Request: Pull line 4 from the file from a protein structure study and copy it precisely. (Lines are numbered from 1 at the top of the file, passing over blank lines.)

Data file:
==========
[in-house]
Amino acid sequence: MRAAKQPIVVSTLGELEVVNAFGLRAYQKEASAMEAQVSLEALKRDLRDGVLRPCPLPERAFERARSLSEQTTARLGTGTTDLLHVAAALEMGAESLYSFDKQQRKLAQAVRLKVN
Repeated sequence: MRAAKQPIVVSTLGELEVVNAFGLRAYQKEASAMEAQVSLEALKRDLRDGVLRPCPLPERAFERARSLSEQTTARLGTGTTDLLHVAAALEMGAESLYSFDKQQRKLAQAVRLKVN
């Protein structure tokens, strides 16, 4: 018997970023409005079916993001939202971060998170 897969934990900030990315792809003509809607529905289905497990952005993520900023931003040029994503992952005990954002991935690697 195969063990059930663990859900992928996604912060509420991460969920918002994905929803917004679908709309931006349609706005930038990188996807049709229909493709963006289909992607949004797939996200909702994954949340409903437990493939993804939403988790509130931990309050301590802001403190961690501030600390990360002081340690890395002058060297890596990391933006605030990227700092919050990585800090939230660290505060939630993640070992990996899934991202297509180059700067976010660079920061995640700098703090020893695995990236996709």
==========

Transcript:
């Protein structure tokens, strides 16, 4: 018997970023409005079916993001939202971060998170 897969934990900030990315792809003509809607529905289905497990952005993520900023931003040029994503992952005990954002991935690697 195969063990059930663990859900992928996604912060509420991460969920918002994905929803917004679908709309931006349609706005930038990188996807049709229909493709963006289909992607949004797939996200909702994954949340409903437990493939993804939403988790509130931990309050301590802001403190961690501030600390990360002081340690890395002058060297890596990391933006605030990227700092919050990585800090939230660290505060939630993640070992990996899934991202297509180059700067976010660079920061995640700098703090020893695995990236996709």